[As published on June 27, 2016 in Crowdfund Insider]
When it comes to capital formation for SME’s through federal legislation, one can usually count on the North American Securities Administrators Association (NASAA) to do their best to block or narrow any new paths which Congress or the SEC may seek to create. The JOBS Act and its implementation have been no exception to this rule.
We were reminded of this very recently, when the District of Columbia Court of Appeals denied NASAA’s challenge to the SEC’s Regulation A+ rules, which broadly preempted the authority of the states to regulate SEC reviewed Regulation A+ offerings, even where unaccredited and unsophisticated investors are involved.
So too with JOBS Act Title III crowdfunding. No sooner had the ink dried on Congressman Patrick McHenry’s “Fix Crowdfunding Act” introduced into the House of Representatives in March 2016, former NASAA President and current Chair of the NASAA’s Committee on Small Business Capital Formation, testified before the House Financial Services Committee, urging lawmakers to do nothing to fix Title III crowdfunding – at least not until there was more data to show how Title III was broken – and how it should be fixed. Even seemingly benign proposed fixes allowing an issuer to “test the waters” before formally conducting a Regulation CF offering were singled out by NASAA for deferral to some future, unspecified date. (My rebuttal to Mr. Beattyappears in an article published in Crowdfund Insider earlier this month).
Not surprisingly, this was the same Bill Beatty, who urged this same Committee, back in September 2012, to condone disregard by the SEC of rulemaking deadlines dictated by the then five months old JOBS Act and defer consideration of all post-JOBS Act legislative reforms, urging the that the SEC conduct no JOBS Act rulemaking activities until the SEC had promulgated more than 100 rules under the Dodd-Frank Act of 2011 – a multi-year task.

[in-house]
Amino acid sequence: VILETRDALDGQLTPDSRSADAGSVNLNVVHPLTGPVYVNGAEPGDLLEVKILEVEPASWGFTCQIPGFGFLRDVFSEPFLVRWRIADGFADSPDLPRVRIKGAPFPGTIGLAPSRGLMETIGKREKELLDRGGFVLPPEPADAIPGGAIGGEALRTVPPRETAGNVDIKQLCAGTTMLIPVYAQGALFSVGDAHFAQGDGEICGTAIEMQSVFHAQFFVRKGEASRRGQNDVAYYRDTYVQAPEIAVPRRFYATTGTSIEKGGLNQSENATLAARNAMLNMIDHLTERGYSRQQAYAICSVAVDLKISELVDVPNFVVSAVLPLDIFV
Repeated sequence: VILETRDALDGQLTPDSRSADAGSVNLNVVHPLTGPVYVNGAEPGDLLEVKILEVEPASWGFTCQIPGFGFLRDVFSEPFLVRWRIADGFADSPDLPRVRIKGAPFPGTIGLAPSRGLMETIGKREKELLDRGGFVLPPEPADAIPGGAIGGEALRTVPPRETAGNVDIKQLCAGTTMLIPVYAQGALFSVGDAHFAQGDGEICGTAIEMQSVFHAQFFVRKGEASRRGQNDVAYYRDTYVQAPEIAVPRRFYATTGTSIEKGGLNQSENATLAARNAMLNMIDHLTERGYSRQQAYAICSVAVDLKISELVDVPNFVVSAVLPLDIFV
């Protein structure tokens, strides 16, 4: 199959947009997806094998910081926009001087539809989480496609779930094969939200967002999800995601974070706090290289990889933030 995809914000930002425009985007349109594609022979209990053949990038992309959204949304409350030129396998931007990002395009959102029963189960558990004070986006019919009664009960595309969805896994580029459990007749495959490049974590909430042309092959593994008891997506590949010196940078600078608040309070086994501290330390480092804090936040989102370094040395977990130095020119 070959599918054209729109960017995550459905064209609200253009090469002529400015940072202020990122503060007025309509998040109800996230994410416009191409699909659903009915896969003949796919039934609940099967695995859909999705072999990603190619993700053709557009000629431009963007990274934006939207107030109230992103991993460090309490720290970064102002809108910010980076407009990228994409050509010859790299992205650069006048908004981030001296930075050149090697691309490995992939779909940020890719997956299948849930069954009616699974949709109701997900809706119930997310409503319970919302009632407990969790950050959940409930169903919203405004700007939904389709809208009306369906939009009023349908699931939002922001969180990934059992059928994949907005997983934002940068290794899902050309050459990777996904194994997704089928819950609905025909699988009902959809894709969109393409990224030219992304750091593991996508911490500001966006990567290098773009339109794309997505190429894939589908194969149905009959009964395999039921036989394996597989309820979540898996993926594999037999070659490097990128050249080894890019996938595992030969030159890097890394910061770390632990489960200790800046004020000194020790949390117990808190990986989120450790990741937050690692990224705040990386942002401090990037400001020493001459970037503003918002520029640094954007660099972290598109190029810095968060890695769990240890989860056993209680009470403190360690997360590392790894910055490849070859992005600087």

In Mr. Beatty’s words:
“Moreover, we note that many of the rulemakings required by the Dodd-Frank Act are long overdue. We have encouraged the SEC to prioritize its investor-protection rules ahead of the exemptions in the JOBS Act, and we urge Congress not to pressure the SEC to act hastily, especially where ill-considered changes could have a devastating impact on the delicate balance between investors and industry.”
And to give new meaning to the word “hubris”, Mr. Beatty’s formal 2012 remarks to this Congressional Committee were entitled: “THE JOBS ACT: IMPORTANCE OF PROMPT IMPLEMENTATION FOR ENTREPRENEURS, CAPITAL FORMATION, AND JOB CREATION”. Well, I guess the word “prompt” is susceptible to varying interpretations? You, the crowd, can be the arbiter of this one.
So much for NASAA being a worthy advocate for entrepreneurs, capital formation or job creation, at least where federal legislation and rulemaking removes power from state securities administrators.
Well, despite the continuing protestations of NASAA, history may be repeating itself – albeit in unexpected ways. It seems that once again, as the Commission has done with Regulation A+, the SEC has found an elegant workaround for at least one of the problems that most people, until recently, have viewed as plaguing effective implementation of Title III crowdfunding – the perceived limited ability of a Title III issuer to conduct “off portal” solicitation and advertising during the course of its Regulation CF raise.
You see, with Title III investments being the riskiest class – and being peddled to the most unsophisticated and vulnerable class of investors – Congress provided robust investor protections, including, mandatory disclosures, “bad actor” checks, limitations on investment amounts, and limitations on off-portal advertising. And central to this protective scheme was the tenet that all Title III transactions were to be conducted on and through a statutory “gatekeeper”: an SEC and FINRA registered “intermediary,” either a broker-dealer or a registered “funding portal.”